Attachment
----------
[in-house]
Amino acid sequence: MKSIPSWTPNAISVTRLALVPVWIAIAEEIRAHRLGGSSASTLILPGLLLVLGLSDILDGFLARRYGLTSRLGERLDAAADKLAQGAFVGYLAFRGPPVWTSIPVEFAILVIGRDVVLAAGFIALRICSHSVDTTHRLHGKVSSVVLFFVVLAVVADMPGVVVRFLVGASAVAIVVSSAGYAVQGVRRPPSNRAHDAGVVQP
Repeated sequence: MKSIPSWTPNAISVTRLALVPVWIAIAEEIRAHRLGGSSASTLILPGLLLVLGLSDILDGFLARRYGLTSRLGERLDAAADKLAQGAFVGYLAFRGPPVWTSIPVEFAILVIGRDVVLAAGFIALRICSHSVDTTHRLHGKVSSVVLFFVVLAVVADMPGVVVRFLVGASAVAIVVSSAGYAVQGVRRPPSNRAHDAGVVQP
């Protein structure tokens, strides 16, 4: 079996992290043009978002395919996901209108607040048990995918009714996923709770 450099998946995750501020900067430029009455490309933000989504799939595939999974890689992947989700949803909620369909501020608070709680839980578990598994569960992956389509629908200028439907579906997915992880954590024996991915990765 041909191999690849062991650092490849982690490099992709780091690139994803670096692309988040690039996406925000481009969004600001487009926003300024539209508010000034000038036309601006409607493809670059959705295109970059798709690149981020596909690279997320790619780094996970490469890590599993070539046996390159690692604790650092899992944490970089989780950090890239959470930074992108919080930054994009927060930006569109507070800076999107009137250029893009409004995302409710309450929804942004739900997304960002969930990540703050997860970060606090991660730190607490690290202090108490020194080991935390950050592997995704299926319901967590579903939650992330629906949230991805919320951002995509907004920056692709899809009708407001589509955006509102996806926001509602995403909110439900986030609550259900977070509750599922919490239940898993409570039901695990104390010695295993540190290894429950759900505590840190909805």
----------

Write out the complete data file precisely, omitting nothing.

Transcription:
[in-house]
Amino acid sequence: MKSIPSWTPNAISVTRLALVPVWIAIAEEIRAHRLGGSSASTLILPGLLLVLGLSDILDGFLARRYGLTSRLGERLDAAADKLAQGAFVGYLAFRGPPVWTSIPVEFAILVIGRDVVLAAGFIALRICSHSVDTTHRLHGKVSSVVLFFVVLAVVADMPGVVVRFLVGASAVAIVVSSAGYAVQGVRRPPSNRAHDAGVVQP
Repeated sequence: MKSIPSWTPNAISVTRLALVPVWIAIAEEIRAHRLGGSSASTLILPGLLLVLGLSDILDGFLARRYGLTSRLGERLDAAADKLAQGAFVGYLAFRGPPVWTSIPVEFAILVIGRDVVLAAGFIALRICSHSVDTTHRLHGKVSSVVLFFVVLAVVADMPGVVVRFLVGASAVAIVVSSAGYAVQGVRRPPSNRAHDAGVVQP
């Protein structure tokens, strides 16, 4: 079996992290043009978002395919996901209108607040048990995918009714996923709770 450099998946995750501020900067430029009455490309933000989504799939595939999974890689992947989700949803909620369909501020608070709680839980578990598994569960992956389509629908200028439907579906997915992880954590024996991915990765 041909191999690849062991650092490849982690490099992709780091690139994803670096692309988040690039996406925000481009969004600001487009926003300024539209508010000034000038036309601006409607493809670059959705295109970059798709690149981020596909690279997320790619780094996970490469890590599993070539046996390159690692604790650092899992944490970089989780950090890239959470930074992108919080930054994009927060930006569109507070800076999107009137250029893009409004995302409710309450929804942004739900997304960002969930990540703050997860970060606090991660730190607490690290202090108490020194080991935390950050592997995704299926319901967590579903939650992330629906949230991805919320951002995509907004920056692709899809009708407001589509955006509102996806926001509602995403909110439900986030609550259900977070509750599922919490239940898993409570039901695990104390010695295993540190290894429950759900505590840190909805």